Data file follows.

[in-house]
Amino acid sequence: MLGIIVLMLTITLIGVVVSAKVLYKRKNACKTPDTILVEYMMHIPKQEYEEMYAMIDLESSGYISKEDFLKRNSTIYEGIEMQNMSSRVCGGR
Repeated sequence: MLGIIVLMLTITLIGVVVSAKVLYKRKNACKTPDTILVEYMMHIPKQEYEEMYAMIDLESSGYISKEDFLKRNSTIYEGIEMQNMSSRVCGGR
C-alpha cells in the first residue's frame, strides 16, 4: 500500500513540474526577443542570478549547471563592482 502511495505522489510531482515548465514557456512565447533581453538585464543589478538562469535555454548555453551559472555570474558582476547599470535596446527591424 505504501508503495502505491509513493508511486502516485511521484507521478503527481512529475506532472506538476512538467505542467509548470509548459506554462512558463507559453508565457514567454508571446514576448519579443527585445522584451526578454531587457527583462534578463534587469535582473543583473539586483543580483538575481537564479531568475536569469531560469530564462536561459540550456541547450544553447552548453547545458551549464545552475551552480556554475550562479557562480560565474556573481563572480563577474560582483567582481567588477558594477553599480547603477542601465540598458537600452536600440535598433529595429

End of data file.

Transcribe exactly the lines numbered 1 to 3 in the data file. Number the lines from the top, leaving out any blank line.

[in-house]
Amino acid sequence: MLGIIVLMLTITLIGVVVSAKVLYKRKNACKTPDTILVEYMMHIPKQEYEEMYAMIDLESSGYISKEDFLKRNSTIYEGIEMQNMSSRVCGGR
Repeated sequence: MLGIIVLMLTITLIGVVVSAKVLYKRKNACKTPDTILVEYMMHIPKQEYEEMYAMIDLESSGYISKEDFLKRNSTIYEGIEMQNMSSRVCGGR